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K. DELL genus Rossella being proposed for the second species. antarctica and described further deep sea species from outside the Antarctic. I n spite of the difficulties inherent in work on the systematics of the group, reports on sponges have been produced by almost every Antarctic expedition, and the list of contributions is long indeed, the main authors being: Topsent (1901a, b, 1905, 1907a, b, 1908, 1910, 1912, 1913, 1915, 1916, 1917), Kirkpatrick (1902, 1907a, b, 1908), Jenkin (1908), Lendenfeld (1908), Schulze and Kirkpatrick (1910), Hentschel (1914), Dendy (1918, 1924), Brondsted (1928, 1931), and Tanita (1959).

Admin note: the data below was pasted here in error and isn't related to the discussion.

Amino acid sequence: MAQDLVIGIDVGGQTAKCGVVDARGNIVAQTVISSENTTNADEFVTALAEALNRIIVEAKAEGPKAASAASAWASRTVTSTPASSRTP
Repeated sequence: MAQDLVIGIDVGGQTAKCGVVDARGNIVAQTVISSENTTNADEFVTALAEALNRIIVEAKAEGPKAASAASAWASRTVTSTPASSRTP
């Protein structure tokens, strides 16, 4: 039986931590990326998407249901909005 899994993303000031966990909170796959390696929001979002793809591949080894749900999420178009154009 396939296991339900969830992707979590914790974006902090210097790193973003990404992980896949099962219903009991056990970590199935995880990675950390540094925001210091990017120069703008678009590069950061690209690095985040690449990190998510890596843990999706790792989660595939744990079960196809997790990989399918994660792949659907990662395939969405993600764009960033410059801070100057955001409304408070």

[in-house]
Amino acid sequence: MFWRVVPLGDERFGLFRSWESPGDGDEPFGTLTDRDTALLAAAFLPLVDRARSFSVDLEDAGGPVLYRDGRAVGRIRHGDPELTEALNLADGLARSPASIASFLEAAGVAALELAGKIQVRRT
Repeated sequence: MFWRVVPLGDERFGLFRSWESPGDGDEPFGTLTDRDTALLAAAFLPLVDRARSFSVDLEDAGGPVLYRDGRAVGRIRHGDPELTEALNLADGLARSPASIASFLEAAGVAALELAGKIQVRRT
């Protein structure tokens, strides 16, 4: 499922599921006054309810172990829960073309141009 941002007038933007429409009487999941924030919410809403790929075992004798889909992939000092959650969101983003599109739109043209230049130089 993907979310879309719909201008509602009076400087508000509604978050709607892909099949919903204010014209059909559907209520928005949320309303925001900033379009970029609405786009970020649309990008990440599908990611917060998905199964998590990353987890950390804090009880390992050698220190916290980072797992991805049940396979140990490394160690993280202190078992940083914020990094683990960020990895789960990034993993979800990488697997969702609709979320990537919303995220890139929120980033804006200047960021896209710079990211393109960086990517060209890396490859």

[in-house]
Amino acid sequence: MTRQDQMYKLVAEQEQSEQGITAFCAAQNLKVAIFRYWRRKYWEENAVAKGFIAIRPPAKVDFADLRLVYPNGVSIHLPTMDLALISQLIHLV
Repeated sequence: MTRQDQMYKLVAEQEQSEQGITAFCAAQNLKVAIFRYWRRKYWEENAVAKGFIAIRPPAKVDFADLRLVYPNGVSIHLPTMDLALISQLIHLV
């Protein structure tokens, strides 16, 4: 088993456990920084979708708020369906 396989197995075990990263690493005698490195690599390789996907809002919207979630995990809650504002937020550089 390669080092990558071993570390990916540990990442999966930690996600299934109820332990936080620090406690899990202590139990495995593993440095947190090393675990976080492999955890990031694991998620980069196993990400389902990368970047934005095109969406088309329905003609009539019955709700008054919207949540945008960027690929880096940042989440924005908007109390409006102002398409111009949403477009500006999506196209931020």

I n 1947-48 the Australian National Antarctic Research Expedition was inaugurated. Little marine biology was achieved by any of these endeavours. ). The year was planned for 1957-68 but planning began in 1952, and special attention was directed towards Antarctic research. Y. with manned stations around the Antarctic Continent was taken up enthusiastically by many nations. Y. bases. Y. expedition was mounted in 1955-56. Y. , Australia, New Zealand, France, Belgium, Norway and Japan. Twelve nations signed the 26 R.
Nuda Topsent, and R. villosa Burton (a course with which Koltun concurs). All four of these species are circumpolar, along with the two other characteristic members of the subfamily Rossellinae, Scolymastra joubini and Anoxyculyx i j i m e Kirkpatrick. Scolymastra joubini reaches a height of 100 cm or more. The group of the Tetractinellida has 19 species in the Antarctic. The most widely distributed and most characteristic of these are: Monosyringa longispina (Lendenfeld), Tetilla leptoderma SoUas, Cinachyra antarcticu Carter, C .